– Release date: 26 August 2004
Commenting on the figures released today by the UK Department of Health the IFPA has welcomed the reduction in the number of women who travelled to England and Wales in 2003 for abortions.
According to the provision figures a total of 6320 women providing Irish addresses had terminations in the UK. A detailed analysis of the figures is not possible as no statistics regarding client age break-down or time of gestation when abortion performed, have been released.
While the decrease is marginal, and we would need to monitor the trend for a number of years before commenting with any certainty, it is an indication that recent investment in three options pregnancy counselling or in awareness raising about safe sex and contraception has not, as predicted by some, led to a huge increase in the number of women travelling.
Neither does the figure of 6320 account for the number of women who have been compelled to avail of illegal abortions at home. Recent reports of back street abortions are an extremely worrying development, but not at all surprising given that in any country where women’s access to safe, legal abortion is denied women will seek to terminate the pregnancy by other means.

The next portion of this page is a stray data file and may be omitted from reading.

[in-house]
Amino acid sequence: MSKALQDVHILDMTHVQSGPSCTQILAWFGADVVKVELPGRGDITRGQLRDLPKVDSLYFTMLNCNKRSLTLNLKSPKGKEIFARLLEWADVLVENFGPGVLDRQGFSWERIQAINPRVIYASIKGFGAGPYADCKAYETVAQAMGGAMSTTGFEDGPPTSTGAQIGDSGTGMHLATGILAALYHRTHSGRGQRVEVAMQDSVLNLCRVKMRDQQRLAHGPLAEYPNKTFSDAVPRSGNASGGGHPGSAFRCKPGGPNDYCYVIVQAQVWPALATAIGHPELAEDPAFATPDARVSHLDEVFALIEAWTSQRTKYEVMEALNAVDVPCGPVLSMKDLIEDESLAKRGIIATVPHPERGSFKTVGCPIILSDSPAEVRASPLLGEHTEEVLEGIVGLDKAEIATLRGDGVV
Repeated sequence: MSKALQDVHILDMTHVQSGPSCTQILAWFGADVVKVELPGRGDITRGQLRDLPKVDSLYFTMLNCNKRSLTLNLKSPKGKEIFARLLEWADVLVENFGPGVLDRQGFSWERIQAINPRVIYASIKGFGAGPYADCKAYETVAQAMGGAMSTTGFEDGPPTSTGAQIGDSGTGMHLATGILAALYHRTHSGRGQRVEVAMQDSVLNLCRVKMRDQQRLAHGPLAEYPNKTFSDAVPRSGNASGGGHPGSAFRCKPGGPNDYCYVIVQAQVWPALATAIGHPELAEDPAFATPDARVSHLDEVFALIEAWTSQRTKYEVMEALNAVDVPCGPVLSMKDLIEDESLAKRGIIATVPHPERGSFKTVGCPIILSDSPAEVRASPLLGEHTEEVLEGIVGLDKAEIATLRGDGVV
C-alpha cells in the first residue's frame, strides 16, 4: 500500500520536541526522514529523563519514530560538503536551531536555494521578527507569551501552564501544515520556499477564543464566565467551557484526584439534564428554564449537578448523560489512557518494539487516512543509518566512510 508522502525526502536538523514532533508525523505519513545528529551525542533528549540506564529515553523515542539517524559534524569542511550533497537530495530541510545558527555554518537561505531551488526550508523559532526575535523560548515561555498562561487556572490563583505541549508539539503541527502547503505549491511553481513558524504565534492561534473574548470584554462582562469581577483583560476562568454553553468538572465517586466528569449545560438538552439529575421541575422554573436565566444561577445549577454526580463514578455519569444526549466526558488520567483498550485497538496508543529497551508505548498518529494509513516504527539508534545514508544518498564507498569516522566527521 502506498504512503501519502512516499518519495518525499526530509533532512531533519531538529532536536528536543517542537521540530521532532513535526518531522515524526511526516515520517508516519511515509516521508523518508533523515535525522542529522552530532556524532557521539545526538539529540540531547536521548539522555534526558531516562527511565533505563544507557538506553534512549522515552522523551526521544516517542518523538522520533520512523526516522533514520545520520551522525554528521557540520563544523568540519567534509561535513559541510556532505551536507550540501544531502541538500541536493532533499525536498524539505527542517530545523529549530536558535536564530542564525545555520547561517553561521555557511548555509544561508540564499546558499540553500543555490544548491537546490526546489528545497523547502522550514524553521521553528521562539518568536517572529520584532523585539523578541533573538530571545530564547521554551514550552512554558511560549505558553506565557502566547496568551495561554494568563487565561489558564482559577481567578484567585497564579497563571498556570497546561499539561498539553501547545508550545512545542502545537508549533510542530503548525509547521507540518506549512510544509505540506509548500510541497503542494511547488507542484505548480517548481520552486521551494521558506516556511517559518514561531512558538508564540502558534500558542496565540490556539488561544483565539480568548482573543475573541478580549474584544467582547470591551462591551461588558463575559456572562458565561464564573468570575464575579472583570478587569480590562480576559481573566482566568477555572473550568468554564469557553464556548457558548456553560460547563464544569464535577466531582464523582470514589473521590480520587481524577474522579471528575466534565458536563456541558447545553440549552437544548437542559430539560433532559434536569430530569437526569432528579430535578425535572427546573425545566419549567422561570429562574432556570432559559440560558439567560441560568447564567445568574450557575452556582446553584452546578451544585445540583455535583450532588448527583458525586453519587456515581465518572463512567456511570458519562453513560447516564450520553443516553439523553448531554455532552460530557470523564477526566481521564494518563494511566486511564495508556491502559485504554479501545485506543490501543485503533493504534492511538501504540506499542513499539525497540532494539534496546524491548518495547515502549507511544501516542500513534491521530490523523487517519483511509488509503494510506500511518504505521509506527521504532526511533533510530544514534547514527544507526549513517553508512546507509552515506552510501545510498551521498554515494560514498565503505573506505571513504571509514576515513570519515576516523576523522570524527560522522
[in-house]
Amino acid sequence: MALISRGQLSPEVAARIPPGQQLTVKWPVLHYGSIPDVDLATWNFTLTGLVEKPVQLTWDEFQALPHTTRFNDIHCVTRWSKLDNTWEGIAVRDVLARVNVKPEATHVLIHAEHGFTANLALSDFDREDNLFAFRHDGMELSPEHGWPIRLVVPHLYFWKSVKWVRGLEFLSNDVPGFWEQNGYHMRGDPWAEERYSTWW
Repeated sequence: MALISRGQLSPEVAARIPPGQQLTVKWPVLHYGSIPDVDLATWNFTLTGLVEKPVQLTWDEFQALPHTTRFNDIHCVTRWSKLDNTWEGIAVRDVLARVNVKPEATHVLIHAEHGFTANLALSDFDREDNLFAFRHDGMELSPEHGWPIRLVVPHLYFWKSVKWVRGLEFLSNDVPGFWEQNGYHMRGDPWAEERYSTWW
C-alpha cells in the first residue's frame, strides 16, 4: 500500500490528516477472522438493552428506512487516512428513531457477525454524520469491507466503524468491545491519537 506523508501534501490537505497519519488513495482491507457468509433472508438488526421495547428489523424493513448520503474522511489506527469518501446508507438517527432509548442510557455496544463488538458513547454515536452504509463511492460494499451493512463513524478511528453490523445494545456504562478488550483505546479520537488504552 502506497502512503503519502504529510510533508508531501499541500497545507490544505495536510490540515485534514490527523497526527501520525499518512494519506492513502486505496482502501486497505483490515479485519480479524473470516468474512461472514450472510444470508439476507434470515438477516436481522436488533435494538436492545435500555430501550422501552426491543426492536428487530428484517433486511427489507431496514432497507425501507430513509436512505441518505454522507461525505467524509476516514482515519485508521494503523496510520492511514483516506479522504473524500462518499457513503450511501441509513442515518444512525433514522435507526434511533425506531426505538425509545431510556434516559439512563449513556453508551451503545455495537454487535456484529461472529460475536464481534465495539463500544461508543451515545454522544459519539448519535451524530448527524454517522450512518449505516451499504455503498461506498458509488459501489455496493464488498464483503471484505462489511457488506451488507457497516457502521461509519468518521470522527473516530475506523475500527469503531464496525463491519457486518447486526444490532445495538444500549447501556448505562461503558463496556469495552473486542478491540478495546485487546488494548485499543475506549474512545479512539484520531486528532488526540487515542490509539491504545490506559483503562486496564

We should be looking to countries like Switzerland which has the lowest abortion rate in Europe. The Swiss have seen the number of women travelling from their country to others going down thanks to the liberalisation of the practice in the whole of the country as a result of legislation which allows abortion on request within the first 12 weeks of pregnancy.
A spokesperson for the Association stated that, “While the abortion rate in Ireland has decreased with these statistics we must pay heed to longer term trends. The rate of terminations in Ireland increased from 2.6 in 1975 to 10.3 in 2003. International research argues that in developed countries which have legalised abortions and access to abortion services, the long-term predominant trend in abortion rates is downwards”.